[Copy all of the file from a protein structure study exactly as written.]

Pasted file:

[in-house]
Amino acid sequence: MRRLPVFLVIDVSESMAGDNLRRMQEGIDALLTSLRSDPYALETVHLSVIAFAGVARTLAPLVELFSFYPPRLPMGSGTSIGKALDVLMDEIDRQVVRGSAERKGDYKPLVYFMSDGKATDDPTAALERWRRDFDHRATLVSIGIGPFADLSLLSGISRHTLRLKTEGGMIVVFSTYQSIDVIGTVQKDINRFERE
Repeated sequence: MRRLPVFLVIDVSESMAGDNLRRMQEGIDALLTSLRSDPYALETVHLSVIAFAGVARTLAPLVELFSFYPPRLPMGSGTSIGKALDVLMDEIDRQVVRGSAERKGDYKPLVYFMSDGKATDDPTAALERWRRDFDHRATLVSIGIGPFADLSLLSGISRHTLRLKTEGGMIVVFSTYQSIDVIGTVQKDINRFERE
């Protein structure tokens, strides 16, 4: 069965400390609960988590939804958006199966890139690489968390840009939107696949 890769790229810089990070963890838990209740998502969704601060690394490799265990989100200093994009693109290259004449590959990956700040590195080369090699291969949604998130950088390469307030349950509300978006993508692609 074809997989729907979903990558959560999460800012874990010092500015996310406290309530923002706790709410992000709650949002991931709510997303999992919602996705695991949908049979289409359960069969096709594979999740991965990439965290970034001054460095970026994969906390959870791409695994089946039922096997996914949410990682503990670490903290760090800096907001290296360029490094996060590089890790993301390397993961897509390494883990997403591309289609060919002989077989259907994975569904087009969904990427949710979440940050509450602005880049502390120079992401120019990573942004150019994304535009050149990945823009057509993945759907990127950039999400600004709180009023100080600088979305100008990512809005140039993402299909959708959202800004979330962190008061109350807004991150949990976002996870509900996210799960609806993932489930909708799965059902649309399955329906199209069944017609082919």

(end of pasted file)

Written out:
[in-house]
Amino acid sequence: MRRLPVFLVIDVSESMAGDNLRRMQEGIDALLTSLRSDPYALETVHLSVIAFAGVARTLAPLVELFSFYPPRLPMGSGTSIGKALDVLMDEIDRQVVRGSAERKGDYKPLVYFMSDGKATDDPTAALERWRRDFDHRATLVSIGIGPFADLSLLSGISRHTLRLKTEGGMIVVFSTYQSIDVIGTVQKDINRFERE
Repeated sequence: MRRLPVFLVIDVSESMAGDNLRRMQEGIDALLTSLRSDPYALETVHLSVIAFAGVARTLAPLVELFSFYPPRLPMGSGTSIGKALDVLMDEIDRQVVRGSAERKGDYKPLVYFMSDGKATDDPTAALERWRRDFDHRATLVSIGIGPFADLSLLSGISRHTLRLKTEGGMIVVFSTYQSIDVIGTVQKDINRFERE
């Protein structure tokens, strides 16, 4: 069965400390609960988590939804958006199966890139690489968390840009939107696949 890769790229810089990070963890838990209740998502969704601060690394490799265990989100200093994009693109290259004449590959990956700040590195080369090699291969949604998130950088390469307030349950509300978006993508692609 074809997989729907979903990558959560999460800012874990010092500015996310406290309530923002706790709410992000709650949002991931709510997303999992919602996705695991949908049979289409359960069969096709594979999740991965990439965290970034001054460095970026994969906390959870791409695994089946039922096997996914949410990682503990670490903290760090800096907001290296360029490094996060590089890790993301390397993961897509390494883990997403591309289609060919002989077989259907994975569904087009969904990427949710979440940050509450602005880049502390120079992401120019990573942004150019994304535009050149990945823009057509993945759907990127950039999400600004709180009023100080600088979305100008990512809005140039993402299909959708959202800004979330962190008061109350807004991150949990976002996870509900996210799960609806993932489930909708799965059902649309399955329906199209069944017609082919």